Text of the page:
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The very best way to go is to mix it up. Do long rides, do short rides. Ride hard, ride easy. Take a rest day once in a while if you feel you need one. Some say one rest day a week is a good idea. Listen to your body-"no pain, no gain" is catchy but since cycling is relatively low impact, sometimes that pain is a soft tissue or repetitive motion injury in the making. Buy a foam roller and use it. Consider a professional bike fit check. If you're not making the progress you feel you should, a structured training plan might help. Don't forget to have fun.
 

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Without knowing you or your medical history, I will only speak in general terms; though, I do suggest checking with a Dr. about breathing issues. That said, I encourage you to take the long view with this. After never really exercising for the entirety of your life, you can't really expect to "get in shape" in just one year, especially as a man pushing 40. It is really about just getting out there and having fun right now. You can always ramp up to include more advanced training once your baseline solidifies.

I really recommend varied riding. I ride both Gravel and MTB every week. I try to vary intensity (usually measured via elevation gain since I don't currently use a HR monitor) and distance. I also avoid a strict schedule. I ride whichever bike calls the loudest on a particular day. Whatever you do, keep track either with an app or old skool pen and paper. It helps one see improvements and trends.

Above all, have fun!!! For this new thing to stick, it is imperative that you see bikes as a lifestyle not as a means to an end.
 

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Every day is sub-optimal because you get stronger during your days off. 2 days off the bike per week is good for most people,
 

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It is sort of hard to believe but the best way to build you cardio is long rides at an intensity where you can carry on a conversation. These rides will not only build your ability to ride really hard, but they will allow you to rider faster without having to go hard. If you just ride hard all the time you get better at riding hard, but you don't really get better at riding fast without have to go hard. A small difference but an important one.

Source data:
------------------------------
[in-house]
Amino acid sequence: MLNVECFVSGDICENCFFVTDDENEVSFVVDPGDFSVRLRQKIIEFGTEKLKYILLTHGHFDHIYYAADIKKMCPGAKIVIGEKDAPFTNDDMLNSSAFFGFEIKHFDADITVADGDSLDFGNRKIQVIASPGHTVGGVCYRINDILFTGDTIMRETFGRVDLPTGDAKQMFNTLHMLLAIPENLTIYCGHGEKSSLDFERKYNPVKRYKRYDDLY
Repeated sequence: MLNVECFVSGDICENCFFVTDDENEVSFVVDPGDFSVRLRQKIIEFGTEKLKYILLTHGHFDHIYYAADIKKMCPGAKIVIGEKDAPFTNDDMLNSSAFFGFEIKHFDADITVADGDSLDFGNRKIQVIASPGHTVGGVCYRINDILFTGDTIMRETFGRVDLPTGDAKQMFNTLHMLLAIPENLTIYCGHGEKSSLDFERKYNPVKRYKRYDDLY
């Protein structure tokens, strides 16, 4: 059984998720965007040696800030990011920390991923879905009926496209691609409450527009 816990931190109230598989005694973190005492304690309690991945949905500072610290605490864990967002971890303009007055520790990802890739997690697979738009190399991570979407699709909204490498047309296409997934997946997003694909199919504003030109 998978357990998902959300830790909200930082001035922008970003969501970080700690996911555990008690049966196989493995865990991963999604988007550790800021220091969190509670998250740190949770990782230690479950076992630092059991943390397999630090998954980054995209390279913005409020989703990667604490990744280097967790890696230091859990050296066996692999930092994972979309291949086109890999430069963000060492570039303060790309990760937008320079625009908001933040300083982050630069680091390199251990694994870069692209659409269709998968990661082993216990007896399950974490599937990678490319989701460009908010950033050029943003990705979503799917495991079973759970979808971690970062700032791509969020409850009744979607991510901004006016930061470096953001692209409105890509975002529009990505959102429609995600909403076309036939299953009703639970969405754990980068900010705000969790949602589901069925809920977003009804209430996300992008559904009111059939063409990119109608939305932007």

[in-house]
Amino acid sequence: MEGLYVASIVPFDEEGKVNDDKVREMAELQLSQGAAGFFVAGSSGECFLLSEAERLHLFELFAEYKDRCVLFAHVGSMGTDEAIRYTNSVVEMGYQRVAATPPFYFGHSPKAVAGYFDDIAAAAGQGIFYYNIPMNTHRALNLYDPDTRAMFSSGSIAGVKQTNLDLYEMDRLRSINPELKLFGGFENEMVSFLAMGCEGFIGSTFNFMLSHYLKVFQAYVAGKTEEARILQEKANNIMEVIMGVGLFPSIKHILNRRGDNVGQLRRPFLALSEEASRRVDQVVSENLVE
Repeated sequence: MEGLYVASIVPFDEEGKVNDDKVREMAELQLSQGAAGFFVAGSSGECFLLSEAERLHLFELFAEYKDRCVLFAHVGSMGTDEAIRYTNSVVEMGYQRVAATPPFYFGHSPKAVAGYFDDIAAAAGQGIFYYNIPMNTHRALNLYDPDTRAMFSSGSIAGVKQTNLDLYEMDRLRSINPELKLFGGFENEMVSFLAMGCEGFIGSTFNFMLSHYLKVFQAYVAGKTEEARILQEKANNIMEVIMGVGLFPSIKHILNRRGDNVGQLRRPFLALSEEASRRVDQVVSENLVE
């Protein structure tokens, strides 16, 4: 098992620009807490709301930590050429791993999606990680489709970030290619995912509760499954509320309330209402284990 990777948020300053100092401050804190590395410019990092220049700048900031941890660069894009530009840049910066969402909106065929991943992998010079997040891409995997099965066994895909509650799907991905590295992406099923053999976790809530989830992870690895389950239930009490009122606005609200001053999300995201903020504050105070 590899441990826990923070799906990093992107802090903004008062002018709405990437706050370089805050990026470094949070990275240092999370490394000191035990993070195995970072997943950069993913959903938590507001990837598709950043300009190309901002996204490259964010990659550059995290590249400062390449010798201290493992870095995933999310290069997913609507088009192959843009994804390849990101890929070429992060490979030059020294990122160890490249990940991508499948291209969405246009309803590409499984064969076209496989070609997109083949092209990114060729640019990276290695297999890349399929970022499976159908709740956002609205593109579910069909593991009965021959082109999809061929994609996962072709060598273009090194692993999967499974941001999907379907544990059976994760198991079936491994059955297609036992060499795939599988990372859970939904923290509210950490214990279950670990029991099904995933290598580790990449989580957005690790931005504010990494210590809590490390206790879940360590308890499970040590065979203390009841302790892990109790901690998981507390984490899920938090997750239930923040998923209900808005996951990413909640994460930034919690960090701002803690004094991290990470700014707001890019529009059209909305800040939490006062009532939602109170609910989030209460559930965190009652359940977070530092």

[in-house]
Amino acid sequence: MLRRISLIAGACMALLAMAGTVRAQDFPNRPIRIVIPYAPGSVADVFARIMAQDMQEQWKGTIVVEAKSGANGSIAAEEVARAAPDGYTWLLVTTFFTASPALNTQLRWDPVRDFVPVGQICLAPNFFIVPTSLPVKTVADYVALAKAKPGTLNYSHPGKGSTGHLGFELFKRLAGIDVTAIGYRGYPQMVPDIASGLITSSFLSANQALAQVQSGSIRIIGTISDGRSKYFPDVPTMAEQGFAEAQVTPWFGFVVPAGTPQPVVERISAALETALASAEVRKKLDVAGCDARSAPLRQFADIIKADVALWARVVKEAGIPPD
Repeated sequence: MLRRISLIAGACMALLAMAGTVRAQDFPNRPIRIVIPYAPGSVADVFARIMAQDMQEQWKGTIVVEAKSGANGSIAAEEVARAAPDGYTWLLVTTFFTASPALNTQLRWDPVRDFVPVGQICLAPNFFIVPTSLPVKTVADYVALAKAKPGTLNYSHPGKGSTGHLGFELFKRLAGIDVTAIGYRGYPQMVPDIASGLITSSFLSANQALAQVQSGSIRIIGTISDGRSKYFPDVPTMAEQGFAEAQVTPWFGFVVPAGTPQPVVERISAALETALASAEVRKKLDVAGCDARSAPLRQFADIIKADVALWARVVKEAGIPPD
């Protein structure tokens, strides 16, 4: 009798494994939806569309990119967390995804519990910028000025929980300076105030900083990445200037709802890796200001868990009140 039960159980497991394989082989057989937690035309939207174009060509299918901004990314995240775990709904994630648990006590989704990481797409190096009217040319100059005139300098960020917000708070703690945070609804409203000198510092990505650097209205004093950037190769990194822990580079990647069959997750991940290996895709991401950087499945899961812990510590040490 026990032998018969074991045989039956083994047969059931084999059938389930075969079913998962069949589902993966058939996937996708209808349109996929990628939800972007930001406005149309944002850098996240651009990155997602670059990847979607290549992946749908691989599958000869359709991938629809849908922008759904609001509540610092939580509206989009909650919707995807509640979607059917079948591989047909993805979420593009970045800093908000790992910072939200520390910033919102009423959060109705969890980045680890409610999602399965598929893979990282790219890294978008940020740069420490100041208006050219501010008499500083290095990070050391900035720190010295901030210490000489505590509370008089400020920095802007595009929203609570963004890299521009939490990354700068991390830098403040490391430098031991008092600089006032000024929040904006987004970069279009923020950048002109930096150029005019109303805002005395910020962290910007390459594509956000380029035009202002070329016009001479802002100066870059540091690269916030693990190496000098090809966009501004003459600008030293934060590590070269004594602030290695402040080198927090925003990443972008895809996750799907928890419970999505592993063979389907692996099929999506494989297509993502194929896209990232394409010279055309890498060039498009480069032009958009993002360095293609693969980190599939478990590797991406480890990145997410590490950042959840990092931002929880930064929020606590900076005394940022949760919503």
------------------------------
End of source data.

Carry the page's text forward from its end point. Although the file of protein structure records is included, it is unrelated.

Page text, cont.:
The best training though is a combination of the two. Try something like this.

Monday: OFF
Tuesday: Long and easy
Wednesday: Short and Hard.
Thursday: Long and easy.
Friday: OFF
Saturday: Long and easy.
Sunday: Long and Hard.

Repeat two times and then spend a week doing only medium length rides at low intensity.
I've been following a similar plan and it it has been working. I do either easy long rides or very hard short rides. No junk miles in the middle unless it happens to be a group ride with people of different abilities. I have been shocked at the speed gains even without significant total training volume added.
 

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It is sort of hard to believe but the best way to build you cardio is long rides at an intensity where you can carry on a conversation. These rides will not only build your ability to ride really hard, but they will allow you to rider faster without having to go hard. If you just ride hard all the time you get better at riding hard, but you don't really get better at riding fast without have to go hard. A small difference but an important one.
Maybe I don't know who LMN is, but nothing in this paragraph makes much sense.
For example: riding hard all the time doesn't make you better at riding hard (LOL). It just makes you exhausted, then weaker, then unable to ride hard at all. This is exercise physiology 101.
 

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No specific goal other than to be generally in better shape. I don't race, I don't bikepack, I don't group ride. I want to be able to go uphill for more than 10 seconds without being out of breath. When I play Ultimate frisbee I want to go for more than 1 point without needing a sub.

-37
-I don't know.
-I don't know.
-upstate NY
-no HR monitor.
-I use my elliptical when I can't bike. Very mild weightlifting on occasion.
-I sit all day but only because Covid-19 took my job. Trying to stay active.

I've owned a bike of some kind all of my life, but only rode occasionally and casually until last summer when I discovered mtb and the rail trails. At 37, I've never made any concerted effort to exercise and I've always been overweight. Getting to the age where it's going to turn into health problems if I don't start doing something.
Where in NY if you don't mind me asking? Sounds like you're looking for something more out of biking and exercising at your point in life.

Take a good look at your diet if you hope to lose weight. That will be the key vs. relying on cycling alone.

Longer rides will help w/your endurance in simplified terms. I'd suggest taking a look at some good training guides to build your knowledge base and help you determine a rough plan for starters. I'm a fan of Joe Friel's work (Google him) but there are numerous others out there.